Did Brexit eat all the tomatoes?

Alena Ivanova looks at Britain’s enveloping food crisis. 

Three years on and those Brexit dividends are really starting to show – just look at today’s stories of rationing of fruit and veg in major supermarket chains across the UK. But is Brexit truly to blame? Does the EU now control the weather and where have all the tomatoes gone?

At the time of writing this, Tesco has just announced that they too will introduce a rationing system to allow as many customers as possible to access the limited supply of fresh produce. This announcement follows a wave of restrictions imposed on shoppers in Aldi, Morrisons and Asda. 

Supermarkets are only able to sell what farmers and growers at the end of the supply chains produce. So, it is obvious that one reason why supplies of fresh produce have shrunk is due to unfavourable weather or extreme events, such as floods and droughts. However, while bad weather in Spain and Morocco is the culprit behind the limited crop, this is only half the story when it comes down to the barren shelves in British supermarkets.

The other half is trade. Peppers, cucumbers and tomatoes are not staple products of the British growing season, and especially not over winter. In order for us to enjoy the year-long access we’ve become accustomed to, we rely on trade with other countries, like Spain, Morocco or even the Netherlands (producing a fifth of all tomato exports globally). 

Across Europe rising energy prices have meant that greenhouse food production has shrunk. This has left both EU countries and the UK reliant on warmer production areas like Spain and Morocco. Now, we have a limited crop affected by cold weather that has also become more valuable as alternative growers have opted out due to rising costs. 

So why is the UK missing out on these import markets? Brexit. The EU is Morocco’s largest trade partner, accounting for 56% of its goods trade in 2019. 64% of Morocco’s exports went to the EU, and 51% of Morocco’s imports came from the EU. In contrast, the UK receives only 2.38% of Morocco’s trade. At the same time, Brexit has meant that the importance of non-EU producers like Morocco has increased substantially for the UK.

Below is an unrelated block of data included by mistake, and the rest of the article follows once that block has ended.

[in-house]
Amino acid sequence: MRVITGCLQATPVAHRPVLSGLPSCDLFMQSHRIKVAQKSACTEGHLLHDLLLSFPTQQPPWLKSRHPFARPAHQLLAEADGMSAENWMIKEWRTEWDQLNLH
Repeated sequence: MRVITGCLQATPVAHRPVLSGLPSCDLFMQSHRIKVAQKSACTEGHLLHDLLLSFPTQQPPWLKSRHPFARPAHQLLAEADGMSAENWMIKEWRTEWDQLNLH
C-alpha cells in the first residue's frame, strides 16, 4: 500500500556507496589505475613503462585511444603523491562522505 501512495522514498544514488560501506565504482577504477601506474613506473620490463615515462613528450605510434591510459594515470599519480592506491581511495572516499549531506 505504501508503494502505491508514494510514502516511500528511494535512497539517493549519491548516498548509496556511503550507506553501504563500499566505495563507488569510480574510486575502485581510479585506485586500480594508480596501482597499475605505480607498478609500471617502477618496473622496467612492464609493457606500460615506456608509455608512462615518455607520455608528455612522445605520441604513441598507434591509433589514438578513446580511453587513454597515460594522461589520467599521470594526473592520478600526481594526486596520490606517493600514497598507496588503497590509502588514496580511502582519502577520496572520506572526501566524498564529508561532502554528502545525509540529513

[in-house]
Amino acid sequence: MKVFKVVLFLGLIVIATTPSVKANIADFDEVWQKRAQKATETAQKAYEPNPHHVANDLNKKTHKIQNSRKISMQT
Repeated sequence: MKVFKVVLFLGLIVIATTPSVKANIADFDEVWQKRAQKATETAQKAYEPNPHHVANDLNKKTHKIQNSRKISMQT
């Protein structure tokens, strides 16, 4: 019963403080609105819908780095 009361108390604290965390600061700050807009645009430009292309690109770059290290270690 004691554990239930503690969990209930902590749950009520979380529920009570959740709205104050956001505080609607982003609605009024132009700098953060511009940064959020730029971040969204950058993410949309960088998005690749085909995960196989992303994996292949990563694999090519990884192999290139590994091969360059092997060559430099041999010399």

It is precisely this imbalance between the UK’s importance as a market (i.e., not very important), compared to the EU market (i.e., hugely important), and at the same time our increased dependence on Morocco, that we see play out in the empty shelves at our local supermarket.

By cutting ourselves off from EU markets, we have left our supply chains, including crucial food supply chains open to these types of acute shortages. This could have been mitigated against with robust preparation (and significant state intervention into the production of food). But instead of this the UK government – swept up in its own Brexit ideology – simply assumed that replicating the EU’s trade deals and signing some more would do the job. They continue to bury their heads in the sand even as Brexit impacts hit the basics of everyday life, like access to fresh produce.

None of this is to deny that the global food supply chain as it currently exists (and as we have been used to, when we were EU members) is ecologically unsustainable and built on exploitation. Given the increasing frequency of extreme weather events and the shared challenges that countries face, now is a good time to think about where our food comes from, and how we can build a better food system for us and for the planet. 

A prerequisite for this though is a government and an opposition that is prepared to say the B-word and correctly identify where it is damaging our lives in the here and now, and how it will impact our lives in the future.

Alena Ivanova is a campaigns officer for Another Europe Is Possible and Global Justice Now.